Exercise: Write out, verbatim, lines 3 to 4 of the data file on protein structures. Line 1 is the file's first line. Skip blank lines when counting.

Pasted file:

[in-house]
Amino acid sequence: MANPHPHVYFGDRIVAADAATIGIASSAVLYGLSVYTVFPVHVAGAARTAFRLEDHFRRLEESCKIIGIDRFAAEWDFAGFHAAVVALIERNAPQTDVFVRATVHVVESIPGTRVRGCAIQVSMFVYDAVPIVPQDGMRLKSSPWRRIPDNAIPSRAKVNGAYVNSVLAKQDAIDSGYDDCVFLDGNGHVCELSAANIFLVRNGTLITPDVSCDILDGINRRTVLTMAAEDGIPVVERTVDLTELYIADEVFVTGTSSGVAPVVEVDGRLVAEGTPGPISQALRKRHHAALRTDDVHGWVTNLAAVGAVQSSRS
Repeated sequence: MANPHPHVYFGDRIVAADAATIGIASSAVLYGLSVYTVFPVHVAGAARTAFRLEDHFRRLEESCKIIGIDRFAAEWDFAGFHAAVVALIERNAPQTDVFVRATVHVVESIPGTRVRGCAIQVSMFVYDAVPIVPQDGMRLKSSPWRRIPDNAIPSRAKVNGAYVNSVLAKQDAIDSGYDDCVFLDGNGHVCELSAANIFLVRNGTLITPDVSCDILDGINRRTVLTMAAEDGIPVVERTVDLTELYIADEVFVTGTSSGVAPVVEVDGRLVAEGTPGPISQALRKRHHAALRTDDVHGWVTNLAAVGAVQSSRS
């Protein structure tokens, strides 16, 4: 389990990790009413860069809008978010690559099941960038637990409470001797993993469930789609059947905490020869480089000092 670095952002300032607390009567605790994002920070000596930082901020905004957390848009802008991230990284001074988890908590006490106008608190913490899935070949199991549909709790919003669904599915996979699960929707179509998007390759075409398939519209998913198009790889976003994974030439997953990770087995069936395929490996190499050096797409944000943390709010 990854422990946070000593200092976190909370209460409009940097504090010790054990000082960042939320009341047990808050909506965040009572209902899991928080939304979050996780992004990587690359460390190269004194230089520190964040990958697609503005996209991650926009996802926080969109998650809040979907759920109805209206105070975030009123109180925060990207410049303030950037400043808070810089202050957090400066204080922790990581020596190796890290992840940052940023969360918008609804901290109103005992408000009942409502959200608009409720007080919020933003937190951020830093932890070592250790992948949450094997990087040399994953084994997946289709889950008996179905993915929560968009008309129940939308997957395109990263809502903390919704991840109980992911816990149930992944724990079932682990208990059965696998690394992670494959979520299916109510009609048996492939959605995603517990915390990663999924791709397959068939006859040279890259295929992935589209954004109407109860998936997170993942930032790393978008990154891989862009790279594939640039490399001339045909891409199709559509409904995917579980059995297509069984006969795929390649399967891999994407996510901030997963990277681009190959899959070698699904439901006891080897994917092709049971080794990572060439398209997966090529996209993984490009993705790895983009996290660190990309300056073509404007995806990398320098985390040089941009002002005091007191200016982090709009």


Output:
Repeated sequence: MANPHPHVYFGDRIVAADAATIGIASSAVLYGLSVYTVFPVHVAGAARTAFRLEDHFRRLEESCKIIGIDRFAAEWDFAGFHAAVVALIERNAPQTDVFVRATVHVVESIPGTRVRGCAIQVSMFVYDAVPIVPQDGMRLKSSPWRRIPDNAIPSRAKVNGAYVNSVLAKQDAIDSGYDDCVFLDGNGHVCELSAANIFLVRNGTLITPDVSCDILDGINRRTVLTMAAEDGIPVVERTVDLTELYIADEVFVTGTSSGVAPVVEVDGRLVAEGTPGPISQALRKRHHAALRTDDVHGWVTNLAAVGAVQSSRS
């Protein structure tokens, strides 16, 4: 389990990790009413860069809008978010690559099941960038637990409470001797993993469930789609059947905490020869480089000092 670095952002300032607390009567605790994002920070000596930082901020905004957390848009802008991230990284001074988890908590006490106008608190913490899935070949199991549909709790919003669904599915996979699960929707179509998007390759075409398939519209998913198009790889976003994974030439997953990770087995069936395929490996190499050096797409944000943390709010 990854422990946070000593200092976190909370209460409009940097504090010790054990000082960042939320009341047990808050909506965040009572209902899991928080939304979050996780992004990587690359460390190269004194230089520190964040990958697609503005996209991650926009996802926080969109998650809040979907759920109805209206105070975030009123109180925060990207410049303030950037400043808070810089202050957090400066204080922790990581020596190796890290992840940052940023969360918008609804901290109103005992408000009942409502959200608009409720007080919020933003937190951020830093932890070592250790992948949450094997990087040399994953084994997946289709889950008996179905993915929560968009008309129940939308997957395109990263809502903390919704991840109980992911816990149930992944724990079932682990208990059965696998690394992670494959979520299916109510009609048996492939959605995603517990915390990663999924791709397959068939006859040279890259295929992935589209954004109407109860998936997170993942930032790393978008990154891989862009790279594939640039490399001339045909891409199709559509409904995917579980059995297509069984006969795929390649399967891999994407996510901030997963990277681009190959899959070698699904439901006891080897994917092709049971080794990572060439398209997966090529996209993984490009993705790895983009996290660190990309300056073509404007995806990398320098985390040089941009002002005091007191200016982090709009």